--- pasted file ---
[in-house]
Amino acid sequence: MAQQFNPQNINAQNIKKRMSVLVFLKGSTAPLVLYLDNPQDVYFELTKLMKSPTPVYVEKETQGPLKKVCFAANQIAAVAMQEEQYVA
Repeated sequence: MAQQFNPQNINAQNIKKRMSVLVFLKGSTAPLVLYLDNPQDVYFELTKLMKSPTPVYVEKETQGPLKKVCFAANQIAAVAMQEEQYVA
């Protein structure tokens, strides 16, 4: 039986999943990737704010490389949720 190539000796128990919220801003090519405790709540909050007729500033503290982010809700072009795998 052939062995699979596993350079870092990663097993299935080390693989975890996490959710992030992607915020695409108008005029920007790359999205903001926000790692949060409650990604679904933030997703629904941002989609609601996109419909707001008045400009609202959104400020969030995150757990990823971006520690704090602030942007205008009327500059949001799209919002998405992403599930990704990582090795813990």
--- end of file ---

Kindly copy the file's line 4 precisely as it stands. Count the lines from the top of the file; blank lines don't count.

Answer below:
């Protein structure tokens, strides 16, 4: 039986999943990737704010490389949720 190539000796128990919220801003090519405790709540909050007729500033503290982010809700072009795998 052939062995699979596993350079870092990663097993299935080390693989975890996490959710992030992607915020695409108008005029920007790359999205903001926000790692949060409650990604679904933030997703629904941002989609609601996109419909707001008045400009609202959104400020969030995150757990990823971006520690704090602030942007205008009327500059949001799209919002998405992403599930990704990582090795813990």